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VARIOUS ARTISTS - Steele the Show (Songs from the Heart of Scotland)

VARIOUS ARTISTS - Steele the Show (Songs from the Heart of Scotland)
Greentrax CDTRAX358

Davy Steele – aaah.  Great voice, personality the size of Jupiter and massively missed by all who knew or even knew of him.  However, Davy is often overlooked as a songwriter. This “tribute” album sets out to address that glaring deficiency.   With, for example,  Andy M. Stewart, Dick Gaughan and Ian McCalman representing Davy’s peers and Siobhan Miller, Kate Rusby and Karine Polwart representing the next generation whom he inspired, this is a beautifully-balanced collection of  “songs that I know and songs that I don’t”. 

My highlights include Karine’s delicate take on Scotland Yet, Dick’s sensitive snarl on Last Trip Home – a stunning song about the end of the heavy horses that I find very hard to sing without choking up, and Siobhan’s stark and moving a capella version of Eyes Of A Child. That’s an unsettling song if ever there was one.  There’s also a lovely, touching version of Davy’s last known song Just One More Chorus (a phrase he was oft heard to bellow) led by Davy and Patsy’s son Jamie.  Jamie’s exceptional musical genes on both sides are obvious!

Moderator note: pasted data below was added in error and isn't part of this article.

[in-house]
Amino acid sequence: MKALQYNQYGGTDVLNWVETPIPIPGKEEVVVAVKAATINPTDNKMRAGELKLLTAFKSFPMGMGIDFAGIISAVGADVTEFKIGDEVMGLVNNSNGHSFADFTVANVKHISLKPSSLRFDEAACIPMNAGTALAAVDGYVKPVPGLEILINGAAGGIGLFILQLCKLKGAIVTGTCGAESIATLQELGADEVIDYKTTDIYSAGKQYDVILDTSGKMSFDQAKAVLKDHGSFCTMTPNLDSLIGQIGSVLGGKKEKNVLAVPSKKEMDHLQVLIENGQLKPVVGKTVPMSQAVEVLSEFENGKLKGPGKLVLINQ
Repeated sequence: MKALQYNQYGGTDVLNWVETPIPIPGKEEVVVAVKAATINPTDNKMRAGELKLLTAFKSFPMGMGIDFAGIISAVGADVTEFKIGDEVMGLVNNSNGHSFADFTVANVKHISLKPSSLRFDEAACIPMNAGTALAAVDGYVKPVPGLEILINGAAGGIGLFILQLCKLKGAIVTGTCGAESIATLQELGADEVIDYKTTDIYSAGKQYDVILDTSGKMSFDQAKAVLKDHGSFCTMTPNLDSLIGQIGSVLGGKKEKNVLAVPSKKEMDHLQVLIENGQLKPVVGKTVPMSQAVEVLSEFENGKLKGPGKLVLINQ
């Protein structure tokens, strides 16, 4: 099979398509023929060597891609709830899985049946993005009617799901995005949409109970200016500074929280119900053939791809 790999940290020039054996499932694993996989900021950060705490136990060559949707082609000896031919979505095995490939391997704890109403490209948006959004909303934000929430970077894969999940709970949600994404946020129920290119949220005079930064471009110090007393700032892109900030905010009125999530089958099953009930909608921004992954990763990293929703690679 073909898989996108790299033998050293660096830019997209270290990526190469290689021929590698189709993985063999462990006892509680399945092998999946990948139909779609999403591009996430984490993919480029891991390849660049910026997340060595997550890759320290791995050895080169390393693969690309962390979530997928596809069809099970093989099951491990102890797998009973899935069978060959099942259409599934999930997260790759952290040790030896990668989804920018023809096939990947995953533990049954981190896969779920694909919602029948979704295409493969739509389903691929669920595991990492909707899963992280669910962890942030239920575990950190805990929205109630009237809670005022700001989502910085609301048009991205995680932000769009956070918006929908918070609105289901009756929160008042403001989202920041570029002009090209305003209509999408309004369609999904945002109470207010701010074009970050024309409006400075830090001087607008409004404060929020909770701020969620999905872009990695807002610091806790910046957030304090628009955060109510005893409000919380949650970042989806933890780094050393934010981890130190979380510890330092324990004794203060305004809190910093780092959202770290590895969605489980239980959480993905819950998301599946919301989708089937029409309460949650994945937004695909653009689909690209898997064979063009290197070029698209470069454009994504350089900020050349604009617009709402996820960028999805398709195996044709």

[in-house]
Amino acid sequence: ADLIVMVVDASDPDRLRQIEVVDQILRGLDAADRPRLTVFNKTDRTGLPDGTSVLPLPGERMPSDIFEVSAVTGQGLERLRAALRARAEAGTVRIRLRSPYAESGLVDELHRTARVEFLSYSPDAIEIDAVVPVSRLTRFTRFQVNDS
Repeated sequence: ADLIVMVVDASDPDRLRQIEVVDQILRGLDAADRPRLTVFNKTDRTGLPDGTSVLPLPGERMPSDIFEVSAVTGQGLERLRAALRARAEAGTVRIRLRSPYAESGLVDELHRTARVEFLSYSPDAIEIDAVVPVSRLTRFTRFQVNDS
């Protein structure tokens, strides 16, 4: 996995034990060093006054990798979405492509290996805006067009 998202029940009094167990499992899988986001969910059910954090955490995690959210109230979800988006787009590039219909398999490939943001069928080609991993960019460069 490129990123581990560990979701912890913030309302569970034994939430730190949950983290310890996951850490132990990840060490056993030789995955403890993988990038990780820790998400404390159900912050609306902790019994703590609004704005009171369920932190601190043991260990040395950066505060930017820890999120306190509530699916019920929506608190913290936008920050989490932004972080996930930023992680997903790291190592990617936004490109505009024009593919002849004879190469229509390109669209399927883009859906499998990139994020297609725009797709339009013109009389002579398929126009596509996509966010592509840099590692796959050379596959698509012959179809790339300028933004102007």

Davy’s outward persona was that of a larger-than-life, jokey, boisterous “bloke”.  However, this was simply the loveable external image of a man of great sensitivity, not to say tasteful sentimentality.  For that reason, Davy’s own singing contribution Long Hellos, Short Goodbyes is almost unbearable.  This beautiful song, bemoaning the times when he had to leave his beloved Patsy and clinging to the all-too-short “hellos”, brought a lump to my throat when Davy was alive.  Now, it’s all-out greetin’ and I feel no shame. 

There isn’t a dud track on this and your favourites will be different, but favourites you will have … many of them. My only miniscule grumble is that Davy’s song, Jimmy Waddell, that includes one of my all-time favourite lyrics, is missing.  The song tells of a young lad signing up for military service, full of bravado and testosterone, reassured in the happy thought that military life will be a doddle, as “… this is 1914, so what chance is there o’ war?” … Steele the Show Volume 2?

This CD is moving, inspired and an essential buy for anyone interested in one of the most brilliantly Scottish of songwriters.  Purple prose?  Believe it … just listen.

Alan Murray

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This album was reviewed in Issue 88 of The Living Tradition magazine.